Seeking protection for employers from drastic minimum wage increases

The  Labour Relations Agency released the advisory committee’s review on minimum wage yesterday. The three-member advisory committee was appointed this summer and solicited public and stakeholder submissions on the minimum wage. The report outlined two recommendations for the Provincial Government to consider:

  1. That the minimum wage be increased in 2013 to reflect the loss of purchasing power in the minimum wage since 2010. The increase should be preceded by at least six months notice to stakeholders and the public; and,
  2. Beginning in 2014, that the minimum wage be adjusted annually based on the previous year’s all-items Consumer Price Index for Newfoundland and Labrador. Adjustments would be announced to the public by January 31 of each year and implemented on May 1 of each year. They would be rounded to the nearest $0.05.

Newfoundland and Labrador has increased its minimum wage from $6 to $10 since 2005, representing a 67 per cent increase.

The NLEC is fundamentally opposed to any increase in minimum wage.

The NLEC submission to the minimum wage review committee Who Really Pays: Why increasing Newfoundland and Labrador’s minimum wage could do more harm than good presented economic evidence indicating minimum wage increases have significant negative impacts on jobs and the economy, and actually hurt the people they are believed to help. Minimum wage increases cause negative impacts on minimum wage earners (primarily students and youth), those living below the poverty line, consumers, businesses – particularly those in rural communities, and our economy.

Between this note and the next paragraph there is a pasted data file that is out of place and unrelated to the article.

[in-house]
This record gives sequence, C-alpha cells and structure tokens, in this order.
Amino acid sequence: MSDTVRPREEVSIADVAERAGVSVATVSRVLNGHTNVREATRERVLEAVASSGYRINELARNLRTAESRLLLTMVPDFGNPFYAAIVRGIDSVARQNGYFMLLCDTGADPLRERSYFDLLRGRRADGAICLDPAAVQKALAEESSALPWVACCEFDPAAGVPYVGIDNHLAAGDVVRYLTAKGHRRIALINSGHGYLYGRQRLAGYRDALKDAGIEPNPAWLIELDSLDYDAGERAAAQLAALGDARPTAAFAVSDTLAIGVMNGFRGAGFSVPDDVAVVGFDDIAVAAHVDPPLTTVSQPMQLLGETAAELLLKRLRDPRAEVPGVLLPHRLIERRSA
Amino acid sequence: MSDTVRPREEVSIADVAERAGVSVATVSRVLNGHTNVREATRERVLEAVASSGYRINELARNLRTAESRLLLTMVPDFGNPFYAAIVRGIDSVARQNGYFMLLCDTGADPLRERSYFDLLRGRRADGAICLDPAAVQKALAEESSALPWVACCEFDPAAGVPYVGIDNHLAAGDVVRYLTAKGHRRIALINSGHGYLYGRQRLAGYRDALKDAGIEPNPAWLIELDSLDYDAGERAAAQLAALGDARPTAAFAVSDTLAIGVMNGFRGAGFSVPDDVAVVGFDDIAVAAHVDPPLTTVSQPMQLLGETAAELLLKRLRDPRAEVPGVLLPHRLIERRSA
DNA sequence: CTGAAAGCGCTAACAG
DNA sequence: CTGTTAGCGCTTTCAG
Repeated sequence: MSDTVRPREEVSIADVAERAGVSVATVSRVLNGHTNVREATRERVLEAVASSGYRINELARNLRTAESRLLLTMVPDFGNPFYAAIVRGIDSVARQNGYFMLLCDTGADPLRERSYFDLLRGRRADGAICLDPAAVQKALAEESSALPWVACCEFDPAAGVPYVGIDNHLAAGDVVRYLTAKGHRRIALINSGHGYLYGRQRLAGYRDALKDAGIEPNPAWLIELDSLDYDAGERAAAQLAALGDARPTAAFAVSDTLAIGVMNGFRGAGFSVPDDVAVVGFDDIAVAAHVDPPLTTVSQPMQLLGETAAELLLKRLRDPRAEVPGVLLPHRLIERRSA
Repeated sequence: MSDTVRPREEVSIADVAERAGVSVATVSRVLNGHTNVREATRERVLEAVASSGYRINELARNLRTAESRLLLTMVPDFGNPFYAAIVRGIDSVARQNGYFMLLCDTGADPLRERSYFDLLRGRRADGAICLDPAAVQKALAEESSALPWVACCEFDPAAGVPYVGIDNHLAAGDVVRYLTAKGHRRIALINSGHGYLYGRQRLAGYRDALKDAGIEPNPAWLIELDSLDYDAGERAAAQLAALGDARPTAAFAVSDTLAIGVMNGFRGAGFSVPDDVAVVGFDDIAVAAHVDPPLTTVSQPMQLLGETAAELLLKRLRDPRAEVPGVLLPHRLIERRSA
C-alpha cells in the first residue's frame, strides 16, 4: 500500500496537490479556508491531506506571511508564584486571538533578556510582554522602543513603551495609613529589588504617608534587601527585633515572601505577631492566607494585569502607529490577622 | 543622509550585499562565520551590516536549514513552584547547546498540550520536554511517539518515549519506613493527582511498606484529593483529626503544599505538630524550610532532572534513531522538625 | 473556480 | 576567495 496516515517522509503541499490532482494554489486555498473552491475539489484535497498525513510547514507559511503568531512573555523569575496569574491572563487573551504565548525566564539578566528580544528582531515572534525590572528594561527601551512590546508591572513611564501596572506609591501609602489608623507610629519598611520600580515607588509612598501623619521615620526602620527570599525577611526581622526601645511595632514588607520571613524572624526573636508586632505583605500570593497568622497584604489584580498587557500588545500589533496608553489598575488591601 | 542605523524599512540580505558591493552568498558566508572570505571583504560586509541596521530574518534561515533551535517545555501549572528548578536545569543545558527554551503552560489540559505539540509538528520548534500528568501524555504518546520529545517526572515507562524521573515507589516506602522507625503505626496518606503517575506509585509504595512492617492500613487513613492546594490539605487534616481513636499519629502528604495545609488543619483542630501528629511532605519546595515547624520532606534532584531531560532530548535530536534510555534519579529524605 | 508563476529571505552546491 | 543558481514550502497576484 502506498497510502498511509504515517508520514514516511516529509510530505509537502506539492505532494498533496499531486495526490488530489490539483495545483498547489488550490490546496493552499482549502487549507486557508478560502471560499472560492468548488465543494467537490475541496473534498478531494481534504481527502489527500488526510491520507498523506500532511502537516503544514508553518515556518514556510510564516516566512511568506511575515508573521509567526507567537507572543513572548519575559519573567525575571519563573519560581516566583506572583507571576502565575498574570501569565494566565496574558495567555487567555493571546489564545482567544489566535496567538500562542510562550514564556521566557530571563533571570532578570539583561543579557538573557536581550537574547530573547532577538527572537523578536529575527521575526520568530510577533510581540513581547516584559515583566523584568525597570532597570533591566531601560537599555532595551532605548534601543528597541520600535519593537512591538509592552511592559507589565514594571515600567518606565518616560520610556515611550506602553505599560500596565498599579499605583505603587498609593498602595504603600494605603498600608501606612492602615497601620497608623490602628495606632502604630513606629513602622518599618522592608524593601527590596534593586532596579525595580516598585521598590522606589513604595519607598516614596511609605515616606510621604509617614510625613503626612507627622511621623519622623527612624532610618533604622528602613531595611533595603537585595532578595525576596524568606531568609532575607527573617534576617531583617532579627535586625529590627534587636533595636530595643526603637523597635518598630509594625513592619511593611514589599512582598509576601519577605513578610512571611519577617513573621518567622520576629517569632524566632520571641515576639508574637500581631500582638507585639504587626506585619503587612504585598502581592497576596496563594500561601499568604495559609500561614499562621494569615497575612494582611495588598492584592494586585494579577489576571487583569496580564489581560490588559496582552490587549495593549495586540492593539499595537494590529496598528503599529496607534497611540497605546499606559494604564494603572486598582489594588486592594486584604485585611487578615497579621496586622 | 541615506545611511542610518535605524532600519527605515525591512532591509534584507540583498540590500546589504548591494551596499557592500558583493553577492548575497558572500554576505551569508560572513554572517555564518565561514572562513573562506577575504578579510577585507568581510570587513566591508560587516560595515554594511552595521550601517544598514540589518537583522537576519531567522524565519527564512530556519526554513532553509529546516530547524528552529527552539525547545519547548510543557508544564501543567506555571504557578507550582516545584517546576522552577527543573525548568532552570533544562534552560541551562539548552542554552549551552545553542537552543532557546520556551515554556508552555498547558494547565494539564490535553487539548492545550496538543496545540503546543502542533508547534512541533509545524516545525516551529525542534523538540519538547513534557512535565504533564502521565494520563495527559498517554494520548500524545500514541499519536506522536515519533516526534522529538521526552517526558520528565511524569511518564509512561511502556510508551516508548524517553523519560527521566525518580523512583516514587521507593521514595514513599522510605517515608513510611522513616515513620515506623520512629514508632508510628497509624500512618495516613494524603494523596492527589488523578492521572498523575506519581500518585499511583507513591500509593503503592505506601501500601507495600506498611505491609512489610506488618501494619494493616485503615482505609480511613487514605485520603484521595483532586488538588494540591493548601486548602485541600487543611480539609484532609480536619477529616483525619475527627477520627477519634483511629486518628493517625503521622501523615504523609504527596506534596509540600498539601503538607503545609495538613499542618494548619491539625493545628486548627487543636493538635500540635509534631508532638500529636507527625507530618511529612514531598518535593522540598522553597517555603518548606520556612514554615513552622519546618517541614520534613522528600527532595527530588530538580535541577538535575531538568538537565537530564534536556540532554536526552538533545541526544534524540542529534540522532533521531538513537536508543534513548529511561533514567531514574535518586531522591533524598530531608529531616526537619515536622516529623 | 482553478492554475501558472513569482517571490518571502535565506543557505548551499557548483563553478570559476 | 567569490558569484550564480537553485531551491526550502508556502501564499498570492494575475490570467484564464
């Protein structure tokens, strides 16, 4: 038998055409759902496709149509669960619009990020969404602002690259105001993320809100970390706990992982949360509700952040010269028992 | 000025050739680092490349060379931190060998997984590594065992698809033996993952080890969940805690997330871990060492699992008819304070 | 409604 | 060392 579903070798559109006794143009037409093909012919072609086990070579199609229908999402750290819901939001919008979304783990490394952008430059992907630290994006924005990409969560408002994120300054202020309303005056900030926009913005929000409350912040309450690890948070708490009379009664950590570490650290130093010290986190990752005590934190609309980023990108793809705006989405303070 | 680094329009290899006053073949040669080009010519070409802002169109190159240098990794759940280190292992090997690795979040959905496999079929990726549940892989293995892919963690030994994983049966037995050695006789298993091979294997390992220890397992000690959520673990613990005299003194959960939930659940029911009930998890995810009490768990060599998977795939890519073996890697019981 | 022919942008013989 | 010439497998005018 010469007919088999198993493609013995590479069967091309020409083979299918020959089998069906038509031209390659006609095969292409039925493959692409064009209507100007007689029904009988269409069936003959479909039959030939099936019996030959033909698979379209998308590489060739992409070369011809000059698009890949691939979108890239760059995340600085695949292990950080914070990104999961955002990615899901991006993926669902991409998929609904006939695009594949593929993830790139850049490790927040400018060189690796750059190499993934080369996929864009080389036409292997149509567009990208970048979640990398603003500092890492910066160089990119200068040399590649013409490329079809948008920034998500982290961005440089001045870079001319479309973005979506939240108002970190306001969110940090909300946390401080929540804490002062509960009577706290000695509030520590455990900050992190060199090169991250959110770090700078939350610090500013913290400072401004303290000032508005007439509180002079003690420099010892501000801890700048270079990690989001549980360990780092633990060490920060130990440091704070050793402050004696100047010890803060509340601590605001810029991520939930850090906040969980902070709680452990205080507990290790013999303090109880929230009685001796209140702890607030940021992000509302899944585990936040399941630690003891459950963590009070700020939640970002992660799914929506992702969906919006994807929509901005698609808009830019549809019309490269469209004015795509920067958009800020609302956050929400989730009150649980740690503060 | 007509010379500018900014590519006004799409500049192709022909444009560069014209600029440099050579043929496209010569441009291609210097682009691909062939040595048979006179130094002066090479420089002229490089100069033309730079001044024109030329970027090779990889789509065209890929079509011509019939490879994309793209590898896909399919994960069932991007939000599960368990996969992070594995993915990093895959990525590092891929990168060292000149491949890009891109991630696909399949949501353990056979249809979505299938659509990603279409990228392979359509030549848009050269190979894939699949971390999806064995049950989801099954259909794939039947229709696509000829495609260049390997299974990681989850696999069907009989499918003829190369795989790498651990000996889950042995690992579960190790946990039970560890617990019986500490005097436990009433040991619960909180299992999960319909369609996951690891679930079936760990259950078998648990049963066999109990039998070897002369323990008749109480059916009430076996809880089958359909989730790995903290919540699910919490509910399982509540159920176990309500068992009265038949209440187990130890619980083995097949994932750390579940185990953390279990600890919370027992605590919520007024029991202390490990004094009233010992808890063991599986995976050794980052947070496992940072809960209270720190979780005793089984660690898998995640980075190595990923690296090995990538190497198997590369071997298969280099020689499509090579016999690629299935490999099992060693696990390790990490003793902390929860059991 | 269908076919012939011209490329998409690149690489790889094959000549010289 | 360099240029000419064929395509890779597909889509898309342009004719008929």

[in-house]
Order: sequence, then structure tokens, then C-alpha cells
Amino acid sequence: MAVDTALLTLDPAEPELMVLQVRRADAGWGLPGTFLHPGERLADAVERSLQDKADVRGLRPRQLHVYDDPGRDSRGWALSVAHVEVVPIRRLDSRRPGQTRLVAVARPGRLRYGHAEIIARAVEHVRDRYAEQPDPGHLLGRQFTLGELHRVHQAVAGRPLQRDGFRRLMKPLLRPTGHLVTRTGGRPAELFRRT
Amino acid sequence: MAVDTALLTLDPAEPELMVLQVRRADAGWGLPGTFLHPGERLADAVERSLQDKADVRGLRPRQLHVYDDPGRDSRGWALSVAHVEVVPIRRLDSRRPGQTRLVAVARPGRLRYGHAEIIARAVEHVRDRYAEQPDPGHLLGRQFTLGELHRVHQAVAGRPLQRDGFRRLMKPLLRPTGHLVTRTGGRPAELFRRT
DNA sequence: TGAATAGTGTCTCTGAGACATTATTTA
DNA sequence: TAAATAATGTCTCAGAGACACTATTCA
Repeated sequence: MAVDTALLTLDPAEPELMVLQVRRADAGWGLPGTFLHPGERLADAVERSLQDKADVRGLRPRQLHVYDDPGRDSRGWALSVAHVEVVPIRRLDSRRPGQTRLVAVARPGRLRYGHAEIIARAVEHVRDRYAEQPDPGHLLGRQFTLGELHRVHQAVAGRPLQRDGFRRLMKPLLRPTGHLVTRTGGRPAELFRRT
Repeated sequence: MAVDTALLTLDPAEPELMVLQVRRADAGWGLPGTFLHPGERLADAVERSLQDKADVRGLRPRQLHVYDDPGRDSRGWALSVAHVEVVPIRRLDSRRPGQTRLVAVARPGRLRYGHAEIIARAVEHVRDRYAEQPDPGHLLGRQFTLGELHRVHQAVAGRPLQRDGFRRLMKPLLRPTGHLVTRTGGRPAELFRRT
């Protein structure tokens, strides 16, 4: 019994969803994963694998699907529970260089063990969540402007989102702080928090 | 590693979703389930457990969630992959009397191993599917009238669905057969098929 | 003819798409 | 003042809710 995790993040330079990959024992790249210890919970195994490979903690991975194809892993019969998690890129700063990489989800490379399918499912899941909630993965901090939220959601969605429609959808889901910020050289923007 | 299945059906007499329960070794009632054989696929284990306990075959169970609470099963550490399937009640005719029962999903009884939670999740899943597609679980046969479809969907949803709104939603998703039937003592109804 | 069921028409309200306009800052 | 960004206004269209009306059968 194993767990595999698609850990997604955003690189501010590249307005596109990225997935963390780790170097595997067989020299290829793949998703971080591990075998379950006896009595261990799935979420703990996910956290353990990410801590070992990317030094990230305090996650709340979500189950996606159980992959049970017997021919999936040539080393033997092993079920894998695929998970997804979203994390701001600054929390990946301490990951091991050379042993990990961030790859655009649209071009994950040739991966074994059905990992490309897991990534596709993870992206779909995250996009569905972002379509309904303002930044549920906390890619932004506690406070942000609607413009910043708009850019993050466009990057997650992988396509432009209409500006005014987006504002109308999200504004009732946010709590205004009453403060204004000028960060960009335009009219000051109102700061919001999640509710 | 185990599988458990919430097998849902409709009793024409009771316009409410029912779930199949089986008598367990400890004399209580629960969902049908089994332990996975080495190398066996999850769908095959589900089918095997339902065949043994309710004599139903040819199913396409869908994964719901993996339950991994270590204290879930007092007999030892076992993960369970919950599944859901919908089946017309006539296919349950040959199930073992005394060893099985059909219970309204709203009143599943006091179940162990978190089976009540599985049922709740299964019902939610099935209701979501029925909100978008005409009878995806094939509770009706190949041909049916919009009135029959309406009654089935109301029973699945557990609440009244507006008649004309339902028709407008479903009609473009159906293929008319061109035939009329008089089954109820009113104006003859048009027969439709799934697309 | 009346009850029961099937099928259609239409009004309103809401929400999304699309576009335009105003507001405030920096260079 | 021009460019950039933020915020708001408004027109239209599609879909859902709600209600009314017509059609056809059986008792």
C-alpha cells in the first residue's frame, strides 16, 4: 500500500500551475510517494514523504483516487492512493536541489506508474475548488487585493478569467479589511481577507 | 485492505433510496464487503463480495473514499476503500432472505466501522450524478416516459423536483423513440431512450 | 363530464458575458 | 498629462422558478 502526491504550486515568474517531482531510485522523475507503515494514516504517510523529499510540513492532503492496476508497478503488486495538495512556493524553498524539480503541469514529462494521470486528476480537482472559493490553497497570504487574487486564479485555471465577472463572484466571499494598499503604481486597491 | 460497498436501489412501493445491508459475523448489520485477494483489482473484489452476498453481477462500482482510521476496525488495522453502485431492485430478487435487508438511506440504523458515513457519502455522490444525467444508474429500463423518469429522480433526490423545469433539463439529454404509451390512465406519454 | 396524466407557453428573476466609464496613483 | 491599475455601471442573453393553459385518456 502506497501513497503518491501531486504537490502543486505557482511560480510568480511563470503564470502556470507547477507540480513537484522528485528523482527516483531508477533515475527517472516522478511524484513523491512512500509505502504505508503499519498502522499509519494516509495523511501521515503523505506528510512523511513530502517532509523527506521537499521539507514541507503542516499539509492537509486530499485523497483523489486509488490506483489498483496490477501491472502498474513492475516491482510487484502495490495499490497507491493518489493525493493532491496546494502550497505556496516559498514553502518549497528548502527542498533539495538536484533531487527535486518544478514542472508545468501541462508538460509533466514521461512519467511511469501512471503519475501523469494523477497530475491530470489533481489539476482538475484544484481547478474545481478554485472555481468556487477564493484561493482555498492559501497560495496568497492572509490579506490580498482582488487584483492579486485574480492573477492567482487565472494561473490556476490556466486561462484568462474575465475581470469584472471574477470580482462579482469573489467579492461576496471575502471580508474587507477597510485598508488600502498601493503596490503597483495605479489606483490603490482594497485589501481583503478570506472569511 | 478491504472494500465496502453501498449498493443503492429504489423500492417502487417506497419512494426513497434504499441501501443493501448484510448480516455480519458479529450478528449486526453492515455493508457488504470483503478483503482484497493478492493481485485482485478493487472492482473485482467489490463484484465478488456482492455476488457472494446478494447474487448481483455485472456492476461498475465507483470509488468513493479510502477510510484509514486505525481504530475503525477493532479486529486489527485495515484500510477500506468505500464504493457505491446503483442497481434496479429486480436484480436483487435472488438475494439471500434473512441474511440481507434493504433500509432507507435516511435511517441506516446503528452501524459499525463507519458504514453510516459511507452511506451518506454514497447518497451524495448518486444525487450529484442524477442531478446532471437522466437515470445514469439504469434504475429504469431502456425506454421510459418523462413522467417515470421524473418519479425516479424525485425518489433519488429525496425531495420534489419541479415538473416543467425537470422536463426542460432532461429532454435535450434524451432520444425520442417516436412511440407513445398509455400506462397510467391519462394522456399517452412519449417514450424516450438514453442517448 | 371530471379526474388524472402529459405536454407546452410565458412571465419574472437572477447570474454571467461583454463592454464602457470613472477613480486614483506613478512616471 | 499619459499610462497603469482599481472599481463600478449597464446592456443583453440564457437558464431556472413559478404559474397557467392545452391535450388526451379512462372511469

The NLEC is particularly opposed to an increase in the minimum wage in 2013, so soon after the massive 67% increase experienced from 2005-2010, to which many employers are still struggling to adjust.

The NLEC does support removing the politics from minimum wage setting. The NLEC has, and continues to, ask government for increased protection at law for employers from minimum wage increases of such magnitude and in such short time frames. If government chooses to ignore the weight of evidence demonstrating the negative impact of minimum wage increases, any increase must be gradual, based upon economic conditions, and preceded by a significant notice period for employers. However, the NLEC believes a less volatile indicator than CPI be used and that the indicator should act as a a ceiling that government uses when setting minimum wage, and that they retain the right hold on minimum wage increases if necessitated by economic conditions.

The NLEC has reacted publicly on the release of this report, and will continue to lobby against increases in minimum wage. View just some of the recent media coverage on this issue:

CBC-TV “Here & Now” December 7th

CBC Radio “Radio Noon Crosstalk” December 11th

NTV “Evening News” December 7th

VOCM-AM (Print & Online) December 7th

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